Today's post comes from guest author Kit Case, from Causey Law Firm.
The Department of Labor & Industries (L&I) issued a press release on June 4th stating that it has cited Wilcox Farms Feedmill, Inc., of Roy for safety violations related to a fatal silo collapse last December. One worker died after he was engulfed in more than 400 tons of corn that spilled out of the silo.
Wilcox Farms issued a press release on February 12, 2014 describing the incident, the emergency response to it and how competitor farms came to the business's rescue to provide feed for the chickens in the days after the accident.
“As an employer, especially a family business, it’s the worst thing you could ever imagine happening,” said Andy Wilcox. “The fact that we weren’t able to find Steve for two days was really tough.”
Wilcox has been cited for one “willful” and two “serious” safety violations with total penalties of $67,200. The state investigation found shortcomings in how the company maintained and managed the silo, and inadequate employee training.
A serious violation exists in a workplace if there is a substantial probability that worker death or serious physical harm could result from a hazardous condition. A willful violation can be issued when L&I has evidence of plain indifference, a substitution of judgment or an intentional disregard to a hazard or rule.
The day the 60-foot tall silo collapsed, two employees were working on feedmill operations, which included discharging corn using an auger in the silo. The unloading auger was not working that day, so they opened a side discharge door to allow corn to flow onto the outer portion of the auger. During that process, the silo collapsed and 400-500 tons of corn spilled out, engulfing one worker who was unable to escape.
“Worker fatalities are tragic and preventable,” said Anne Soiza, assistant director of L&I’s Division of Occupational Safety and Health. “Our state requires all employers to provide safe and healthy workplaces. We fully expect Wilcox will correct the hazards and practices that haven’t been fixed already to ensure their employees are as safe as can be.”
Wilcox Farms has 15 working days to appeal the citation.
As part of the investigation, L&I hired an engineer to assess the structural integrity of the silo.
The investigation found four instances where Wilcox was not following proper silo operation and maintenance procedures that may have contributed to the collapse. For example, if corn is added or discharged improperly or the silo is overfilled, tons of grain could build up at an uneven rate and then suddenly shift and create instability. The four instances were:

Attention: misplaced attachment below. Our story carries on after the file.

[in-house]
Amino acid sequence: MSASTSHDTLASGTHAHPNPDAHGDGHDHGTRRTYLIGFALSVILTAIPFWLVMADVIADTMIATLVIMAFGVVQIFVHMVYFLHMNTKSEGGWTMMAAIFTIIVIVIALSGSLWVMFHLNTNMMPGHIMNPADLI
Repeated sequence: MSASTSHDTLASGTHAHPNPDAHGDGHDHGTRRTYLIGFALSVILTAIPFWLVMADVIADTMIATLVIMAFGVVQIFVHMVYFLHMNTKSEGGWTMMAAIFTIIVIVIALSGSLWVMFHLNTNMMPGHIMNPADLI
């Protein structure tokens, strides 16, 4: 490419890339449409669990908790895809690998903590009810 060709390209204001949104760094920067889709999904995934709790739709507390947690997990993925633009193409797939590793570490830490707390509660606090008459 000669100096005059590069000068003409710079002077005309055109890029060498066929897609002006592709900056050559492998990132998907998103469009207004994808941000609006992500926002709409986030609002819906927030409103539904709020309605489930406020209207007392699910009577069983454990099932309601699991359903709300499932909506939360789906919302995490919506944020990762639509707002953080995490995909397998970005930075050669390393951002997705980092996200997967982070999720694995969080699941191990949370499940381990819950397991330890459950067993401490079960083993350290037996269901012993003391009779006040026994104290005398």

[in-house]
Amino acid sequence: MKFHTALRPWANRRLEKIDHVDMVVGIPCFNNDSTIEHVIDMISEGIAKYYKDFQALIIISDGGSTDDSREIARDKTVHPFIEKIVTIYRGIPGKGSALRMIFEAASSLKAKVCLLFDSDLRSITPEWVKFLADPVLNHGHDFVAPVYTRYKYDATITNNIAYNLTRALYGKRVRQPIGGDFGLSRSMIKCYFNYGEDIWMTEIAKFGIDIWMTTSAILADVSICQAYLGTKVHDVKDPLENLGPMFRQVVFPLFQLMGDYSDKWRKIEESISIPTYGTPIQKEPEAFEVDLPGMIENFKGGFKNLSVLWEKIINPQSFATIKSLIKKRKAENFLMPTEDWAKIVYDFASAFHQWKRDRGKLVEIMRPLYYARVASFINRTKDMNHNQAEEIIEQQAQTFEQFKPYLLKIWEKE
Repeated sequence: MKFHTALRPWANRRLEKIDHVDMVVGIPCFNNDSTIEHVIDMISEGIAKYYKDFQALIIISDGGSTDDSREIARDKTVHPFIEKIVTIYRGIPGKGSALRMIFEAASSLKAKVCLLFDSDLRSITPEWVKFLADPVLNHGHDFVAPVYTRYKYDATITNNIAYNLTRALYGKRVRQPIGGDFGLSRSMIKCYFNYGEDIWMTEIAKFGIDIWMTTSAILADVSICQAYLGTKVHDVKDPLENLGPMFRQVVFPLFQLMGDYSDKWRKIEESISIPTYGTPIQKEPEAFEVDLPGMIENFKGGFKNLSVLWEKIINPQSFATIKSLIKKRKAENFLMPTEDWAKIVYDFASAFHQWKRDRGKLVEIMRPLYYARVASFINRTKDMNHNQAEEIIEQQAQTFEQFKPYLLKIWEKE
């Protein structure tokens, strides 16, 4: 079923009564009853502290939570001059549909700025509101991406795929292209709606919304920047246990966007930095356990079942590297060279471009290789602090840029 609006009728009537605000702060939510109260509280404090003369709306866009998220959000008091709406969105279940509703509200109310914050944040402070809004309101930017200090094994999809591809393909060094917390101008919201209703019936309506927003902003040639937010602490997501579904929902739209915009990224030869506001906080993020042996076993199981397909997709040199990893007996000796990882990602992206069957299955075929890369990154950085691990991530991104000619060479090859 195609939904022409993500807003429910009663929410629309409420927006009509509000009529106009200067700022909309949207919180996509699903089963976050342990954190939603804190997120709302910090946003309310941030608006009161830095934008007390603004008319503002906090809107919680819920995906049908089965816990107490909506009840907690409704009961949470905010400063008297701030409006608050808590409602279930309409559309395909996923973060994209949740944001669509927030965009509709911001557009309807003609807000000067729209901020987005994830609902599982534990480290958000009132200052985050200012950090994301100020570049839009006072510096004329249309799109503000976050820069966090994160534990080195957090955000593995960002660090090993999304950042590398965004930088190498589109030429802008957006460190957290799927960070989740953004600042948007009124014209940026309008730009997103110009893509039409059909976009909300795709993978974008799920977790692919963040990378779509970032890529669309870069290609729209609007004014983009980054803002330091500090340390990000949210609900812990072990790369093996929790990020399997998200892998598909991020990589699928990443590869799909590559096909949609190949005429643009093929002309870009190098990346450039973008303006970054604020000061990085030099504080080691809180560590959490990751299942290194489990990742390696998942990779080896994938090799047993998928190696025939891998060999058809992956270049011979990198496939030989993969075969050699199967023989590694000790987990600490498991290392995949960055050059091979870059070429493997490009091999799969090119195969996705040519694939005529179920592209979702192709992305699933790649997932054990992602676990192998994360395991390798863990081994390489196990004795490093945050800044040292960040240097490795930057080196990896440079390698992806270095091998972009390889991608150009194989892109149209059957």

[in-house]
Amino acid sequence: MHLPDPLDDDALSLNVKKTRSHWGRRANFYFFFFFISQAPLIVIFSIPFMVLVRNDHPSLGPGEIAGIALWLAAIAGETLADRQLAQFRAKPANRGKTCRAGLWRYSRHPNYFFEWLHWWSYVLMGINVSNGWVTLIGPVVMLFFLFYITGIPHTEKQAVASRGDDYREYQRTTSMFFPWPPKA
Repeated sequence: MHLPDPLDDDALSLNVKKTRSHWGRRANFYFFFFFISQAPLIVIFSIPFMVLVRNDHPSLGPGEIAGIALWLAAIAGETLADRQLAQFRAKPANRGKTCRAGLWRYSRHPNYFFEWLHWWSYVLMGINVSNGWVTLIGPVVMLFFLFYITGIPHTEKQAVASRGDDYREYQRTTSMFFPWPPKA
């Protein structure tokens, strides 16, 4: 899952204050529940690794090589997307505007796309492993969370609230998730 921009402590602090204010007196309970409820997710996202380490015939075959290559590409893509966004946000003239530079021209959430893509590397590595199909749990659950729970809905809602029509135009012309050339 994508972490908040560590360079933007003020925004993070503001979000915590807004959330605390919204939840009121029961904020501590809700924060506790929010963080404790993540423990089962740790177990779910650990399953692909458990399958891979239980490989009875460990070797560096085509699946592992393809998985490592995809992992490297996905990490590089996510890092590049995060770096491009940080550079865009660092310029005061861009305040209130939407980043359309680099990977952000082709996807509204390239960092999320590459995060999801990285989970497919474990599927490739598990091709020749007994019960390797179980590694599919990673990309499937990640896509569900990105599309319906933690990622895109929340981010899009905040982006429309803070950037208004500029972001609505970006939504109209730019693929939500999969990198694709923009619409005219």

- A side discharge system was used to unload corn instead of the manufacturer’s standard procedure of withdrawing grain from the vertical center via the auger. The side discharge system was not installed, designed or supplied by an authorized dealer or contractor.
- The silo was overfilled all the way to the roof and past the maximum fill level of one inch from the top of the vertical walls.
- The silo had been previously repaired with a patch over a rupture of the wall due to corrosion. The repair was not made with corrugated material and was not done in a way to ensure structural stability. Also, it wasn’t assessed by a structural engineer or the silo manufacturer.
- There were previous occasions during which the company had simultaneously filled the silo while it was being discharged.
L&I concluded that this was a willful violation with a proposed penalty of $56,000.
The investigation also found two serious violations with proposed penalties of $5,600 each:
- Employees weren’t trained in specific procedures and safety practices for silo operations and maintenance.
- The employer did not maintain the silos in accordance with the manufacturer’s maintenance and safety procedures.
Wilcox Farms has 15 working days to appeal the citation. For a copy of the citation, please contact L&I Public Affairs at 360-902-5673.
Penalty money paid as a result of a citation is placed in the workers’ compensation supplemental pension fund, helping workers and families of those who have died on the job.